T-Mobile (NASDAQ:TMUS) reports fourth-quarter results on Feb. 6 and no one cares.
Analysts expect earnings of about $750 million, 83 cents per share, on revenue of $11.8 billion. They’re hoping for 88 cents.
But none of it matters so long as the merger with Sprint (NYSE:S) remains in question. The deal, announced nearly two years ago, is now before U.S. District Judge Victor Marrero, although the U.S. Federal Communication Commission gave the companies its blessing in October.
Failure Is Now an Option
What happens if the merger fails? Most analysts expect T-Mobile to come out OK.
T-Mobile shares were trading Feb. 4 near $80, a market capitalization of $69 billion and a trailing price-to-earnings ratio of 20.7. That’s for a company with expected 2019 revenue of $44.5 billion, bringing about 7.5 cents of each dollar to the net income line. The company has lost just 3% of its value since the Sprint deal was announced.
The balance sheet shows about $11 billion in long-term debt on $86 billion in assets. Those are better numbers than Verizon Communications (NYSE:VZ), although Verizon has a fat dividend yielding 4.1% and T-Mobile has none. T-Mobile could launch a dividend if the deal dies, or resume stock buybacks.
T-Mobile could also put itself up for sale. Alphabet (NASDAQ:GOOG, NASDAQ:GOOGL), for instance, has a re-sale deal with both T-Mobile and Sprint. Its Google Fi is what’s called a mobile virtual network operator (MVNO). I use it, and it’s a bargain.
It’s far more likely that Sprint would be picked apart, and this could provide some big opportunities for speculators.
That’s because Sprint stock is down about 40% since the T-Mobile deal was announced. Sprint, which is controlled by SoftBank (OTCMKTS:SFTBY), decided to skip a recent 5G spectrum auction, assuming it would be acquired.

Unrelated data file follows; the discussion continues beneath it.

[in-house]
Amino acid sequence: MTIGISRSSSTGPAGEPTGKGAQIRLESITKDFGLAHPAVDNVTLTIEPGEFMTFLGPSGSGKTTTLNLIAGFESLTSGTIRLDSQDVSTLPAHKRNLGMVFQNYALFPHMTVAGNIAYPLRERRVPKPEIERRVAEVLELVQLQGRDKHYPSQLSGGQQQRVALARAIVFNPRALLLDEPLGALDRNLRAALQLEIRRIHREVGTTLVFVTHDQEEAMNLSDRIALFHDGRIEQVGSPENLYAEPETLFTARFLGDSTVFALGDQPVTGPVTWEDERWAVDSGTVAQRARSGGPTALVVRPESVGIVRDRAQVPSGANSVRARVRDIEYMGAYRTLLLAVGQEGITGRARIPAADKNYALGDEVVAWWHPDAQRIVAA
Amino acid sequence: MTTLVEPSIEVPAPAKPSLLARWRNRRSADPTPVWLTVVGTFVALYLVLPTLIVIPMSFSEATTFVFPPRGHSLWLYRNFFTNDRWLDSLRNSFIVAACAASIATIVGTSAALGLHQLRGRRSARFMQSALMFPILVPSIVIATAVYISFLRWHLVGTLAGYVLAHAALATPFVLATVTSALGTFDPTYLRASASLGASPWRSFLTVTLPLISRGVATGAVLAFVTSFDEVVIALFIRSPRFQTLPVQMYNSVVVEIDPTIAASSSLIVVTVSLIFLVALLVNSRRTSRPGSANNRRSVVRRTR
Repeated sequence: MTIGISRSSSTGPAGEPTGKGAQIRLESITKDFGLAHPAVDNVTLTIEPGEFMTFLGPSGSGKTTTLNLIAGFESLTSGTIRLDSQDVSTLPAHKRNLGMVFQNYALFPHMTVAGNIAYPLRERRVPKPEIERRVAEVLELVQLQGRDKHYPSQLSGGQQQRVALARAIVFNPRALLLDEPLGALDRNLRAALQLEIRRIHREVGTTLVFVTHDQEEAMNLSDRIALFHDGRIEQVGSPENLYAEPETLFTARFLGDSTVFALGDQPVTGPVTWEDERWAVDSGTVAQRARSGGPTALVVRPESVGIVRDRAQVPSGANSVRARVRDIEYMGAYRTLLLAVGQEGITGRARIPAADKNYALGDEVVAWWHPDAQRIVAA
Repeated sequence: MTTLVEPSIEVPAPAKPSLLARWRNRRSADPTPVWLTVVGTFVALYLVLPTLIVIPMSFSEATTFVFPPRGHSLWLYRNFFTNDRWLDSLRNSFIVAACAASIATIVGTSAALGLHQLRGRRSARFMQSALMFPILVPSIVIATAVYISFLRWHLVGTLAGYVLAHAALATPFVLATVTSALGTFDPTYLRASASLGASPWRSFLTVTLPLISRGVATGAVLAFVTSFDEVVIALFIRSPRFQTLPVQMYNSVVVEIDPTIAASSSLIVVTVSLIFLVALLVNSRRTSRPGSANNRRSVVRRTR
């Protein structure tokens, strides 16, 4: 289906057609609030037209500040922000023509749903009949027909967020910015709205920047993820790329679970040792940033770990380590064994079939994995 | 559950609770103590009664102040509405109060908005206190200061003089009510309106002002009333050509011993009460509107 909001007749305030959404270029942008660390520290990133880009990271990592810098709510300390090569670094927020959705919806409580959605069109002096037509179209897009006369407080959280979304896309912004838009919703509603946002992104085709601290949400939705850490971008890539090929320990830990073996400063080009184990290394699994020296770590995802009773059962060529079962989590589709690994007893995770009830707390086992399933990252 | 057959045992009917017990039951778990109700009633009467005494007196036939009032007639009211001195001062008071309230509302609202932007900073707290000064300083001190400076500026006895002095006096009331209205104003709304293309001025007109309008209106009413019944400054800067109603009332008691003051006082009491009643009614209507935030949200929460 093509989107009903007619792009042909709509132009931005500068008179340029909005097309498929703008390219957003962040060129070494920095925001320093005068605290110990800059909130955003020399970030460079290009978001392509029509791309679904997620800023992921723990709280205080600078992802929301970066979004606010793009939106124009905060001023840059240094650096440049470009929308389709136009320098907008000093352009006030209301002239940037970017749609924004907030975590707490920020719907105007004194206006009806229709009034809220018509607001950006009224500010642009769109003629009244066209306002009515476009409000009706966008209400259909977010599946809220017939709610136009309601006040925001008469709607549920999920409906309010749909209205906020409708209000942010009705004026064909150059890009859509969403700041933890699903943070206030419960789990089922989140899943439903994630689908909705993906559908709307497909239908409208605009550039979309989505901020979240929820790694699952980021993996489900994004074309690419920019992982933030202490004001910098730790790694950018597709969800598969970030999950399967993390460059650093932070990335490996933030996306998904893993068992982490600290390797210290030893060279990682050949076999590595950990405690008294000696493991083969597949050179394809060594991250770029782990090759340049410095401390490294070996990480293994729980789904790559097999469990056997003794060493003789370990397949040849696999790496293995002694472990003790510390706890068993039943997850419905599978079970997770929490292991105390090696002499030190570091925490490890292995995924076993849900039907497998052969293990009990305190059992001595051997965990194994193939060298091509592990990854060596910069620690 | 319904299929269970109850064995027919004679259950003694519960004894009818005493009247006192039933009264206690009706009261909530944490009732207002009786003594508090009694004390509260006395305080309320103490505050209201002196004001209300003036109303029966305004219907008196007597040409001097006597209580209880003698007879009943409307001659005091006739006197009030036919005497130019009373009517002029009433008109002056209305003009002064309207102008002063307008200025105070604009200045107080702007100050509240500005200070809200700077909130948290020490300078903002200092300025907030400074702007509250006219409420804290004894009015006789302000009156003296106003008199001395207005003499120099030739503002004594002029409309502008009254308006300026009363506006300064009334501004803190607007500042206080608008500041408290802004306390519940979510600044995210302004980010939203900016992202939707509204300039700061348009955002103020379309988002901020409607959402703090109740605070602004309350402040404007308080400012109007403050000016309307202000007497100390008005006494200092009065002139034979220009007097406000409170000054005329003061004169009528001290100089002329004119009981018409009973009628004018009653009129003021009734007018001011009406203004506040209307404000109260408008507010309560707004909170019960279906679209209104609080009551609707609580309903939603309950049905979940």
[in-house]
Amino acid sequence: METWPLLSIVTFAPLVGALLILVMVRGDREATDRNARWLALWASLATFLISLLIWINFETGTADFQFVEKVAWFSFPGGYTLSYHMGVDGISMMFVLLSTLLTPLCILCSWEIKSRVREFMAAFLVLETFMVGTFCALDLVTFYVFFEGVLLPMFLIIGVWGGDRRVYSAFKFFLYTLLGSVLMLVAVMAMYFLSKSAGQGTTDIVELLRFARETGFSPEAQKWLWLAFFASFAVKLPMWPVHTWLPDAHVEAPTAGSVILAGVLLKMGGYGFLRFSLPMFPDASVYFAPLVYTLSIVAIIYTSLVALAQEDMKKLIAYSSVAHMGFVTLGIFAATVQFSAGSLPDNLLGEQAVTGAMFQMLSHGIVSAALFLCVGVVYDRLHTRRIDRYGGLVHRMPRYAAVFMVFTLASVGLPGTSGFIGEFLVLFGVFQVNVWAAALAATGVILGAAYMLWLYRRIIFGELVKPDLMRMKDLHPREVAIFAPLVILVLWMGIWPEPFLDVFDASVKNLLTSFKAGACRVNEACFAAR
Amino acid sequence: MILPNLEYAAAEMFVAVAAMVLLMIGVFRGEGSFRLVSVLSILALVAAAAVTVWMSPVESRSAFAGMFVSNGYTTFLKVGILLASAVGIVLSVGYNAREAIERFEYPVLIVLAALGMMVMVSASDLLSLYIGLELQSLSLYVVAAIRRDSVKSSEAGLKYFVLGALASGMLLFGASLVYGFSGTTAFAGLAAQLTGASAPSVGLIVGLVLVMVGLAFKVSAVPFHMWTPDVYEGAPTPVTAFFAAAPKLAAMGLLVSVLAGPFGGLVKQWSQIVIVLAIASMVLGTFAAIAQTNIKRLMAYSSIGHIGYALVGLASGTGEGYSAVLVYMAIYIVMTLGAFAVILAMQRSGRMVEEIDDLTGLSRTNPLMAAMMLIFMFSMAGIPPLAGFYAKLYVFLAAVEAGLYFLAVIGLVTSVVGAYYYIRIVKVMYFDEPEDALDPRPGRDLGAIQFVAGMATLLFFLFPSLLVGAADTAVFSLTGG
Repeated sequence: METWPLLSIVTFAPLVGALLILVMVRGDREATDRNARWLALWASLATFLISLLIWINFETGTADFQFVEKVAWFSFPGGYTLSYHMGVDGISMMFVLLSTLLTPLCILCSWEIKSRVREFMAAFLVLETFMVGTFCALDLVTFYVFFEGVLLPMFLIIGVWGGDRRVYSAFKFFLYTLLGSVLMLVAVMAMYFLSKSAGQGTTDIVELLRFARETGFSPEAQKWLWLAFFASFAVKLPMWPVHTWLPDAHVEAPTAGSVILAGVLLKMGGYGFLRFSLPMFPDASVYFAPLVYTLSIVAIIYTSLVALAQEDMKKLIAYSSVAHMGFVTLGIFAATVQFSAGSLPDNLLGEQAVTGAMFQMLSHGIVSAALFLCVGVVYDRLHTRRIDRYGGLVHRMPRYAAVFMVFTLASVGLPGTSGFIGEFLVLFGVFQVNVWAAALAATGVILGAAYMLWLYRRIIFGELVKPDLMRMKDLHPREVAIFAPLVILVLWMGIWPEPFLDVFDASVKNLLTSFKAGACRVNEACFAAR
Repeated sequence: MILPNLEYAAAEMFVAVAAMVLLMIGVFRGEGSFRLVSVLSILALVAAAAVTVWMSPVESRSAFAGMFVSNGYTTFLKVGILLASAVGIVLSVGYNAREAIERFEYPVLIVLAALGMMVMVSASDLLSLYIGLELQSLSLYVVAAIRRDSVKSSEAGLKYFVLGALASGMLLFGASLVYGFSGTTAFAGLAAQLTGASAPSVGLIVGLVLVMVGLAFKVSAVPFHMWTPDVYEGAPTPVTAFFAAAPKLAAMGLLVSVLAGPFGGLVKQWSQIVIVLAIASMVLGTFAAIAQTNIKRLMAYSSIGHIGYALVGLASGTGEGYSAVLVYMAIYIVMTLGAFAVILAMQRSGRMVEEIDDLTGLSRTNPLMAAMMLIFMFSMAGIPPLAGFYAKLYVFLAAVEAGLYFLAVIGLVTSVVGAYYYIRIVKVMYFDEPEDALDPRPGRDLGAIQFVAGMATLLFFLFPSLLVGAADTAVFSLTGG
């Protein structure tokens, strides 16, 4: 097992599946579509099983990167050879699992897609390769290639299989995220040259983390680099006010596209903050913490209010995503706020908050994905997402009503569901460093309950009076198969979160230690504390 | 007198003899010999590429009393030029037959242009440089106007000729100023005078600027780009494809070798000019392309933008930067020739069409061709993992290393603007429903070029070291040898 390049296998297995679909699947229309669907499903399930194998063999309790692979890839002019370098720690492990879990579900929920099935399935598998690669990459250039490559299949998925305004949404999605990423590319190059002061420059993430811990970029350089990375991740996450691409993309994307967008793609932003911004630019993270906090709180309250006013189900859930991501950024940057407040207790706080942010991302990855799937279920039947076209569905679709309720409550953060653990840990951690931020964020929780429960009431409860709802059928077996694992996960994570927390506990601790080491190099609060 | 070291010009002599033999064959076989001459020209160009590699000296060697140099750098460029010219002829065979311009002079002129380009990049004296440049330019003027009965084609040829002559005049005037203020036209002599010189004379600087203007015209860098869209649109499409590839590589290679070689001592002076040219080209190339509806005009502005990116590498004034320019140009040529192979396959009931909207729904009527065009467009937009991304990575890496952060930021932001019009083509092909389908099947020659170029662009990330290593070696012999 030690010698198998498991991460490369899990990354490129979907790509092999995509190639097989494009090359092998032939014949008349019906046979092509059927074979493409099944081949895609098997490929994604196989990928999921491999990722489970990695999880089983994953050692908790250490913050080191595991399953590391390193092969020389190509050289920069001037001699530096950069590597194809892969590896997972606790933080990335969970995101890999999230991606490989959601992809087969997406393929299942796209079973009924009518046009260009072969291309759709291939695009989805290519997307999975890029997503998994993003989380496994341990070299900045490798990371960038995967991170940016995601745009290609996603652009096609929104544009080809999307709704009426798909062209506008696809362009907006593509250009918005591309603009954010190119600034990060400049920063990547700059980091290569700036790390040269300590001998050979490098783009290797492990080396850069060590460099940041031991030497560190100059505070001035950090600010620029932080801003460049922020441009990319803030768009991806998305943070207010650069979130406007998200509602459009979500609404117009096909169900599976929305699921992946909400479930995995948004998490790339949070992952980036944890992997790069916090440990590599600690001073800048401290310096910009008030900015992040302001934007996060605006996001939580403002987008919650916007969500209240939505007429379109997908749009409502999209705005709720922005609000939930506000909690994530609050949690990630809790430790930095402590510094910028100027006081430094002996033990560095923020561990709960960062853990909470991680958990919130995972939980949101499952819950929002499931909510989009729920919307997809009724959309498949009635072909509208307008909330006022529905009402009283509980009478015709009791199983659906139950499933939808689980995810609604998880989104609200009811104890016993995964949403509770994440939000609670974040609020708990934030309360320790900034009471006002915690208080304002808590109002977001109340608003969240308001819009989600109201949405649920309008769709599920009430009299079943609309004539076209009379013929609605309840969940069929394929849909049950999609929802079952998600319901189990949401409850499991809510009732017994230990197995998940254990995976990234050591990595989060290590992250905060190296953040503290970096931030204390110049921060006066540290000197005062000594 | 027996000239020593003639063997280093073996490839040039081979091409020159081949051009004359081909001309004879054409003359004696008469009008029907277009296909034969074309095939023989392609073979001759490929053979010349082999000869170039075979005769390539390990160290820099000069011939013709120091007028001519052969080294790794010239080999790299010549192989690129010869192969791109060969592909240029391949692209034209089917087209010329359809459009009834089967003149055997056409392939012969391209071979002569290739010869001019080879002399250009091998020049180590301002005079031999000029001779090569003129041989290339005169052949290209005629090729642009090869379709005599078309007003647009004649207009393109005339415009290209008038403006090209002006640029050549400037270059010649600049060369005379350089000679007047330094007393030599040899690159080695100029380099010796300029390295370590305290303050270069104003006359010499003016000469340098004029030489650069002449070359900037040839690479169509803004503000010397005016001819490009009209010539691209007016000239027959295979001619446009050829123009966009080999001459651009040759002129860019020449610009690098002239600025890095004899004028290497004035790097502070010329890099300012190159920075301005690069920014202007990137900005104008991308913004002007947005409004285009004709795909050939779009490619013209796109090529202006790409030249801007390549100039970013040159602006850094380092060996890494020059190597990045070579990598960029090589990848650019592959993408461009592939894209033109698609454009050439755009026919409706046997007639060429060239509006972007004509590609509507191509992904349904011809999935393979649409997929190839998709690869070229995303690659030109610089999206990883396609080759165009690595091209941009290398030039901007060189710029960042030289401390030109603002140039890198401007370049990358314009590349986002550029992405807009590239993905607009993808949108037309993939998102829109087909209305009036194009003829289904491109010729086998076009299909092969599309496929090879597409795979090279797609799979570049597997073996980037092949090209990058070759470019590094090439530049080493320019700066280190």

Yes, there are many moving parts here.
What About 5G?
The biggest problem, in the event of merger failure, would be T-Mobile’s plans for 5G service, which would have to evolve very quickly. It would be forced, for now, to deploy on high- and low-band spectrum, foregoing Sprint’s mid-band holdings.
But it has already lit up a 600 MHz 5G network and has been advertising it to customers. T-Mobile also has the cash to be a bidder on the so-called C-Band auction, with frequencies between 3.7-4.2 GHz, later this year.
The Bottom Line on T-Mobile Stock
Speculators might want to step in now and grab some Sprint shares, while investors can step up to T-Mobile with confidence.
T-Mobile is a relative bargain among telecom stocks and should continue churning out profits even without Sprint. Sprint, meanwhile, is subject to being bought in pieces, and this provides an opportunity.
If the FCC really wants to provide competition in this space, what would be more competitive than letting Amazon or Google in? Both are now worth about $1 trillion, while Sprint’s market cap is down to $18.6 billion. Google is already a Sprint MVNO. Comcast (NASDAQ:CMCSA), which has been trying to sell itself as a wireless carrier under the Xfinity brand, could also be a bidder.
New deals, in short, are guaranteed if the old deals fail to happen. Buying now puts you in the frame to profit from them.
Dana Blankenhorn is a financial and technology journalist. His latest book is Technology’s Big Bang: Yesterday, Today and Tomorrow with Moore’s Law, essays on technology available at the Amazon Kindle store. Write him at firstname.lastname@example.org or follow him on Twitter at @danablankenhorn. As of this writing he owned shares in AMZN.